Since the end of last generation, fans and critics have noticed Ubisoft games tend to resemble one another quite often. This generation especially witnessed its titles primarily focus on massive open-worlds and live-service gameplay. Such a unified vision was intentional, due to Ubisoft’s editorial team which has influenced developmental decisions across the publisher’s titles for two decades. Following last year’s fumbles with The Division 2 and Ghost Recon: Breakpoint, however, Ubisoft intends to restructure the way editorial works. With the revamp, the company means to vary the types of games it produces.
Video Games Chronicle’s report on the matter details how Ubisoft’s editorial team typically functions. The Paris-based team consists of about a hundred designers and producers, all of whom participate in advising studios on effectively everything in their games, from game design and scriptwriting to world maps and live-service elements. These influencers, so to speak, aren’t developing the games themselves. Yet, their decision-making, according to VGC, explains Ubisoft’s emphasis on open-worlds and live services. Supposedly, this same team also warrants credit for the apolitical stance the publisher so often touts, while grounding the themes in real-world elements that so often make them appear political.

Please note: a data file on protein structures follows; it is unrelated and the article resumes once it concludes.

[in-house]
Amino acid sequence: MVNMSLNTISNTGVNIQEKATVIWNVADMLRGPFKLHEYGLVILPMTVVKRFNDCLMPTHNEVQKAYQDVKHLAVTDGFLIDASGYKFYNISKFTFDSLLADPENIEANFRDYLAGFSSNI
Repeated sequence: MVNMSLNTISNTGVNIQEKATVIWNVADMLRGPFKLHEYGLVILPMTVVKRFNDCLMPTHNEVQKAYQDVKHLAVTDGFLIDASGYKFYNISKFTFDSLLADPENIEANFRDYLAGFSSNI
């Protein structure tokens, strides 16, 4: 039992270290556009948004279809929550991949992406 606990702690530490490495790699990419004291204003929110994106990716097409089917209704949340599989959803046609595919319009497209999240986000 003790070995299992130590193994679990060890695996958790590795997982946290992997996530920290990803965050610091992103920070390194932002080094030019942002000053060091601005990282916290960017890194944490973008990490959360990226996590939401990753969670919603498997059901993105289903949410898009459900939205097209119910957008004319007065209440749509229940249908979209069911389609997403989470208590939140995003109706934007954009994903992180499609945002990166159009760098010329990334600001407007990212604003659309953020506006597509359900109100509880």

VGC reportedly received a statement from Ubisoft briefly outlining how the editorial team will change going forward. The statement reads, “We are reinforcing our editorial team to be more agile and better accompany our development teams around the world as they create the best gaming experiences for players.”
Anonymous sources expanded on the statement, informing VGC that in revamping editorial, the company aims to produce a more varied line-up of titles. This aligns with what CEO Yves Guillemot said late last year when announcing the delay of three big 2020 releases. The way the changes are described, it appears the revamp will have a trickle-down effect of sorts. Notably, Chief Creative Officer Serge Hascoet will maintain his role as editorial lead but more teams will have autonomy so that decisions for games aren’t made by a select few people.
VGC’s sources hint that the number of vice presidents beneath him will increase to seven. Each VP will lead the creative vision of one franchise and receive more autonomous control over those specific projects, giving them the ability to freely make decisions. Consequently, Hascoet won’t be as hands-on with every game. Rather, his tasks will involve checking the progress of every project at “key milestones.” If true, such a move could indeed lead to a greater variety of creative voices influencing Ubisoft’s products.
Reportedly, a few Ubisoft veterans will transition into these roles. According to what VGC’s been told, editorial VP Tommy Francois is to take on one such position. Canada-based Creative Directors are also allegedly being implemented into Ubisoft’s restructuring plan. Child of Light’s Patrick Plourde counts as one incoming vice president, while Splinter Cell’s Maxime Béland represents another. The latter recently returned to the company following a year-long stint with Epic Games.
Confirmation on if and when all of the above will begin currently remains under wraps. Should this prove true, it certainly seems a drastic step in the right direction towards helping Ubisoft diversify its lineup.
[Source: Video Games Chronicle]